"Between the Warning and the War" (1605 Records; 2007)

Reviewed by Jeff Rogers

Six slams rock, punk and metal together and digs a recognizable groove into the world of hard music. This stuff is deep and dark and will loosen your wisdom teeth if you get too close. However, it’s not so brutal that you get tired and walk away from it; "Between the Warning and the War" does have some melodic interjections and some heavy solos courtesy of Alfunction.

The metal element applies to the guitars and the house leveling riffs between both gitfiddle players. The punk attitude comes from Lauren; he’s not bashful about telling you where to get off and he’ll even kick you when you’re walking away. The music is refreshing because it's got a nu-metal sound but the fact that it’s categorized as that shouldn’t make you roll your eyes in disappointment.

Mike Clark from Suicidal Tendencies helps out on the track “Forgiveness” and Tony Campos of Static-X thumps bass on the starting track, “The Day I Died,” and on “Warning.”

Because I’d never heard Six before, I thought they sounded like Saliva. Six is a little heavier, but if you’re a fan of Josey Scott and company, you’ll love this too.

Six: Lauren – vocals; Alfunction – lead guitar; Johnny Utah – rhythm guitar; Nate Bowers – drums; Corey Bush – bass.

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"Between the Warning and the War" (1605 Records; 2007)

Reviewed by Snidermann

Two things that I noticed about the band Six right off: First, what a great name for a band and, second, this band is as good as their name. 

The vocals are tight and very well done. Lyrically, you know just a few tracks in that the songwriter has some serious issues.  

This is powerful metal with considerable energy and, if you don't get too depressed by the lyrics, you can have a good metal experience from "Between the Warning and the War."

High marks for musical presentation; however, they get points deducted for depressing me with the lyrics.

Six: Lauren – vocals; Alfunction – lead guitar; Johnny Utah – rhythm guitar; Nate Bowers – drums; Corey Bush – bass.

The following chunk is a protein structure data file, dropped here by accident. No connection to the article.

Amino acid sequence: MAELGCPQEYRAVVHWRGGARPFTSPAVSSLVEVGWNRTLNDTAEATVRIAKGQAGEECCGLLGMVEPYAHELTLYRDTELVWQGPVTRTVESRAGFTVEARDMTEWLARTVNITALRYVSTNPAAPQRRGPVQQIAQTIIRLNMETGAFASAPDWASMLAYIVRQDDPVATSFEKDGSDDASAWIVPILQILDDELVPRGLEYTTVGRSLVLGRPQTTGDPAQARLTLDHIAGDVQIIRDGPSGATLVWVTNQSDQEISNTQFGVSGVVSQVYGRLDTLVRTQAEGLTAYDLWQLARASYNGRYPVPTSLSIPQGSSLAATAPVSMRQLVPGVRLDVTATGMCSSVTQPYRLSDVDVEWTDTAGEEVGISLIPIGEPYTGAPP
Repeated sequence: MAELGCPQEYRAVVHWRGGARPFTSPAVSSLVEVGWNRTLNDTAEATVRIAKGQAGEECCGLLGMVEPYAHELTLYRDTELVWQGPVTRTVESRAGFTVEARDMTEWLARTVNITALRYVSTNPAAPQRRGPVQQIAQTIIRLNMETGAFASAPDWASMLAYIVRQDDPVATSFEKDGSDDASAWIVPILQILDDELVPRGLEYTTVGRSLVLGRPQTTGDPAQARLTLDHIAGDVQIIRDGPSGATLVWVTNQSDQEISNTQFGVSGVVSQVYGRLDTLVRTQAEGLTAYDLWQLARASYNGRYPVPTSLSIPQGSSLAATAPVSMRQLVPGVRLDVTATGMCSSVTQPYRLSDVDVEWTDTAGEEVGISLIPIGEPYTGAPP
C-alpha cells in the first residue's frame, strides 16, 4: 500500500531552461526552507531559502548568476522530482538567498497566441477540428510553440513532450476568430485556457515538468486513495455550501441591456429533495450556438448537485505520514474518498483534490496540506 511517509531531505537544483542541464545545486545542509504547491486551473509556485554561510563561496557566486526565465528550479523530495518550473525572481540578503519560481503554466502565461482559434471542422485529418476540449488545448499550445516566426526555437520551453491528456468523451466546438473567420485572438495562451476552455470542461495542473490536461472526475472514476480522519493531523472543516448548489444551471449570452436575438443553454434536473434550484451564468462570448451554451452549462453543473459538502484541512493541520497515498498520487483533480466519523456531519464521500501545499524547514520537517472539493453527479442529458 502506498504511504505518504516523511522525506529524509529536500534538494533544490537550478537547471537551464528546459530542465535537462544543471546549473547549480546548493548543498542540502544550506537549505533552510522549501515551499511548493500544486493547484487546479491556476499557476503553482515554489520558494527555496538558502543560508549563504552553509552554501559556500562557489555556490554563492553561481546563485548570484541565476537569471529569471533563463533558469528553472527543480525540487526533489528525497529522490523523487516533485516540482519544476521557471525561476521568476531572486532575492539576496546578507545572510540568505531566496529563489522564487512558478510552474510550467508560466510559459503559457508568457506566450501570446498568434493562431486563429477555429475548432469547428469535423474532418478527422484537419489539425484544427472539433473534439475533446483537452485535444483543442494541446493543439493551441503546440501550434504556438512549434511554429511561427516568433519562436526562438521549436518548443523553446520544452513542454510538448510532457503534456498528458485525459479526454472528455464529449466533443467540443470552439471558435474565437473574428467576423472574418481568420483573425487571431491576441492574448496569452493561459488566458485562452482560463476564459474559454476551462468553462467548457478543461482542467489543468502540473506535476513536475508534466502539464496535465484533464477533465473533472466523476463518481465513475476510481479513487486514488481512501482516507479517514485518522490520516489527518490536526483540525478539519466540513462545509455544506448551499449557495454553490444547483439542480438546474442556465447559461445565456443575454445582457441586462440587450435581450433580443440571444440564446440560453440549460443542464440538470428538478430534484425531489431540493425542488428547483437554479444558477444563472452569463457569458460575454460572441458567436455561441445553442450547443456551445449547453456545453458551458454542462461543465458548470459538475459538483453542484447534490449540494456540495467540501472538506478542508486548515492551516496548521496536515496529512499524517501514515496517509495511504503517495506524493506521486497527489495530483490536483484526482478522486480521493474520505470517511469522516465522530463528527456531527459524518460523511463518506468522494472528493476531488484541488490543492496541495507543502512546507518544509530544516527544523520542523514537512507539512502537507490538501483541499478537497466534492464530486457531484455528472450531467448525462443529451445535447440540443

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"The Price of Faith" (1605 Records; 2005)

Reviewed by R. Scott Bolton

When "The Price of Faith" opens with virtually the identical monologue as Iron Maiden's "Number of the Beast" (you know the one, "...for it is a human number, blah blah blah"), you have to wonder what you're in for. The CD cover looks vaguely like KISS's "Music From the Elder" while the intro brings to mind one of heavy metal's most popular numbers about Satan.

But then the first track, "Something's Gotta Give," kicks in and you realize you're in for a whole different world of metal. The music here has more in common with the later CDs of Mushroomhead and Powerman 5000 than KISS or Iron Maiden, with modern metal beats, slashing guitars and intense choruses that dare you not to get hooked into them.

The livelier numbers of the CD keep it rolling ("Something's Gotta Give," "Everything," "We All Lie," "Stranger, Killer, King," "Leave Me Dry") while other numbers tend to fade off into filler territory ("The Only Ones," "Sad State of Apology (I Want It All)"). Thankfully, the better tracks outnumber the weaker ones and even the weaker ones aren't intolerable. The end result is that "The Price of Faith" is a killer CD with a modern metal sound that doesn't deteriorate into the destructive clichés of nu-metal or the chaotic intensity of the more extreme.

Six: Lauren - vocals; Alfunction - guitars/programming, additional vocals; Rob Wood - drums; Bob K - guitars, bas/programming; Gary Pickus - additional vocals, keyboards, piano. 

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Rating Guide:

A classic. This record will kick your ass.

Killer. Not a classic but it will rock your world.

So-so. You've heard better.

Pretty bad. Might make a nice coaster.

Self explanatory. Just the sight of the cover makes you wanna hurl.

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Copyright © 2008 by R. Scott Bolton. All rights reserved.
Revised: 11 Sep 2022 13:46:20 -0400.